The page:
Former Finance Wonk Wants To (Literally) Clean Up in Space

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Profile | Nobu Okada
Founder and Chief Executive, Astroscale


Rising to the Challenge of Debris

As a teenager in 1988, Nobu Okada traveled from Japan to attend camp at NASA’s Marshall Space Flight Center in Alabama. While there he met Mamoru Mori, Japan’s first astronaut, who gave him a handwritten message: “Space is waiting for your challenge.”

Mothership, a carrier satellite that can contain up to 6 catcher satellites, called Boy, will be launched as a primary payload. In its first demonstration, targeted for 2017, one Mothership and one Boy will be launched as a piggyback payload. Credit: Astroscale
Mothership, a carrier satellite that can contain up to 6 catcher satellites, called Boy, will be launched as a primary payload. In its first demonstration, targeted for 2017, one Mothership and one Boy will be launched as a piggyback payload. Credit: Astroscale

More than 25 years later, Okada is preparing to tackle one of the most vexing challenges facing space mission planners: the increasing amount of debris in heavily traveled orbits. Through Astroscale, the Singapore-based company he founded in 2013, Okada plans to conduct a spaceflight mission in 2016 called In-situ Debris Environmental Awareness (IDEA) to gather detailed information on the tiny satellite and rocket fragments that pose a threat to spacecraft. In 2017, Astroscale plans to launch its first Active Debris Removal by Astroscale (ADRAS) mission to demonstrate technology to clean up debris.

Before founding Astroscale, Okada worked for Japan’s Ministry of Finance, BainCapital and McKinsey & Co., the New York-based management consulting firm. He also founded two Internet startups.

Okada spoke recently with SpaceNews correspondent Debra Werner.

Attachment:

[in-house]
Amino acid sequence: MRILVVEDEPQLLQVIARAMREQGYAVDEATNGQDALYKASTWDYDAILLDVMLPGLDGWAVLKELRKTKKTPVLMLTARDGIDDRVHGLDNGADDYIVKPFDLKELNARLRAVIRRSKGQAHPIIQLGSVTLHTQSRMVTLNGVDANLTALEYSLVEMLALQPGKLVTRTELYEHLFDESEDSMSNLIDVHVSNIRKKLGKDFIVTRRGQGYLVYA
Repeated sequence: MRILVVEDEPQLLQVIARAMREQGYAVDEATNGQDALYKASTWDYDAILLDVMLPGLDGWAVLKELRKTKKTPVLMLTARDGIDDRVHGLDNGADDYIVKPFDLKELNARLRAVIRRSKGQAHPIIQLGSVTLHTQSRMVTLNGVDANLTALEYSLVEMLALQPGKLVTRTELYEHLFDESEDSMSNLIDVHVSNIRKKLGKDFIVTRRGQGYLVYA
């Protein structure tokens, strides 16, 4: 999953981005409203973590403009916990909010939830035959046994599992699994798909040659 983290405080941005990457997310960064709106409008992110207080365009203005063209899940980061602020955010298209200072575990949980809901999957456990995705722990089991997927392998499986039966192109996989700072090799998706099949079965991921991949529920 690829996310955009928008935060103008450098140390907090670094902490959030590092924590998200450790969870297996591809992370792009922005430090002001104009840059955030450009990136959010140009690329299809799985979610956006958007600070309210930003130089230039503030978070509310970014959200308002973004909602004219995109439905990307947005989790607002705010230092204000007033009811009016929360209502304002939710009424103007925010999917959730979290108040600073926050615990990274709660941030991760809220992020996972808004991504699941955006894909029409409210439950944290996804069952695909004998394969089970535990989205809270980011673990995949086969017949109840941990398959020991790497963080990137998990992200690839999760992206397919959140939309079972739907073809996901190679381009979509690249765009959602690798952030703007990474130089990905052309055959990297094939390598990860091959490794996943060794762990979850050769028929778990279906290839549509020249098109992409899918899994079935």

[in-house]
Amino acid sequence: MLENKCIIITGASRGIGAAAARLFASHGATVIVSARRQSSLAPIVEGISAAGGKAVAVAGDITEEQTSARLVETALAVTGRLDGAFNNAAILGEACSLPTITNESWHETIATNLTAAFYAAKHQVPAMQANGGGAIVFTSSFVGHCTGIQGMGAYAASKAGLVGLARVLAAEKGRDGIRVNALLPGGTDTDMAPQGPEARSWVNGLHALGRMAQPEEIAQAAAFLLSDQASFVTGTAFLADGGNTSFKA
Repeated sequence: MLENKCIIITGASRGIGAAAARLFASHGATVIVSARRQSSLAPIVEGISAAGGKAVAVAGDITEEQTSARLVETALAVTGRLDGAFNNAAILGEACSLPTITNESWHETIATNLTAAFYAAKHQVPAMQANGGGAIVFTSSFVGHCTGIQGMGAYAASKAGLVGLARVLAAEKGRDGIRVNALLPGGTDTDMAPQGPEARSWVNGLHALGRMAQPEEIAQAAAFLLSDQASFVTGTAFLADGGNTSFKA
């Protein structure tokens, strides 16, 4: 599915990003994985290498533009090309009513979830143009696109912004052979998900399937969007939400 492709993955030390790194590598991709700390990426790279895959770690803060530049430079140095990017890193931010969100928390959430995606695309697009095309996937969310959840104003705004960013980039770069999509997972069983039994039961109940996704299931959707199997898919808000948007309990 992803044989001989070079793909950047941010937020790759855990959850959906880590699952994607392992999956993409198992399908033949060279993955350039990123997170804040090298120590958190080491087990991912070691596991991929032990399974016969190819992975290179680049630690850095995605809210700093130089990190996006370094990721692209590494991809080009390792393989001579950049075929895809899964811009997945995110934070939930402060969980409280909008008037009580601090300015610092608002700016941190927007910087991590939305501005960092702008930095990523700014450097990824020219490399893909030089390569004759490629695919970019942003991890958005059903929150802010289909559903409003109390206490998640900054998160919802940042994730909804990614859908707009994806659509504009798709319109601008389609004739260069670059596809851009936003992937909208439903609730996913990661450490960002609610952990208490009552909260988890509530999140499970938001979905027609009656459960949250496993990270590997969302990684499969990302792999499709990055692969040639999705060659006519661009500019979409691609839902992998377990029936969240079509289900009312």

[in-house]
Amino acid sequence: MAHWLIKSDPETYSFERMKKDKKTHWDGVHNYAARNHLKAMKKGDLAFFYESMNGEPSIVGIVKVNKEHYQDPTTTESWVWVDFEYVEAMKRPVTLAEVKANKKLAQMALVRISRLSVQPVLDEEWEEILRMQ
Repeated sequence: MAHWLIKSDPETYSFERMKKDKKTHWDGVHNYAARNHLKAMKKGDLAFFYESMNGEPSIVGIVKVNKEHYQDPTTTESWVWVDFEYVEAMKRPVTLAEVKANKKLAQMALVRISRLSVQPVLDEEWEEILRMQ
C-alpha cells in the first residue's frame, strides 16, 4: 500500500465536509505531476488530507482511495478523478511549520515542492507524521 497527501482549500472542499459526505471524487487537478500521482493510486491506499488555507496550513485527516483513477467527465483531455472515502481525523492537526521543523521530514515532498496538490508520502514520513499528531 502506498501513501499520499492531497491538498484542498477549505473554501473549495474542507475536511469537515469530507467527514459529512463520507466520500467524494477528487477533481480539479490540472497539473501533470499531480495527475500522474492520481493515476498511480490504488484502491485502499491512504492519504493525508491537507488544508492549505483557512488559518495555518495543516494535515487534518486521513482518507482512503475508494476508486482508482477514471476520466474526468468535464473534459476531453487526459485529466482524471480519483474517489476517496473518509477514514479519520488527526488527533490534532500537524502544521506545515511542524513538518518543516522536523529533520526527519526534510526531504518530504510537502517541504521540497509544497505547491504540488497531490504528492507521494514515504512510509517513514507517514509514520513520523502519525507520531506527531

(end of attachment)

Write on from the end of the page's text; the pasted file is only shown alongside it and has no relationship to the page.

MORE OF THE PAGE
What made you found Astroscale?

I had a kind of a mid-career crisis. I was wondering what I should do in my 40s when I looked at the handwritten message from Mr. Mori and remembered that I had a strong passion for space when I was 15. I thought perhaps I should say goodbye to the software industry and jump into the space industry, which is a mix of hardware and software.

Why are you focusing on space debris?

I attended some space conferences when I was in the information technology industry. I learned debris was a growing threat. I saw research and concepts, but I didn’t see action.
In the IT industry, we develop a better version of something in three months. In the space industry, all the discussions focused on, “What shall we do over the next five to 10 years?”

Did that seem too slow?

Yes. The big moment for me occurred at a meeting in Germany in April 2013. All the debris professionals were gathered together, around 300 people. They were still talking about whether technology comes first or funding comes first or regulation comes first. I was frustrated but also quite excited at that moment. I had found an opportunity because nobody had a clear idea how to solve the problem.

What role should governments play in addressing the problem of debris and what role should companies play?

We should stop the never-ending discussion on what comes first. Our company will invest money to prove the solution. After that, we should have an international framework and governments should allocate some funding to the pool to remove space debris.

What progress have you made since you established Astroscale?

At the beginning, I felt we needed four things: a dream engineering team, a proven solution, initial money and an international framework. We now have a good team with 50 members. We are developing ways to grab the debris and deorbit it. We have raised initial money, and we are on the right track toward an international framework.

What are the technological challenges?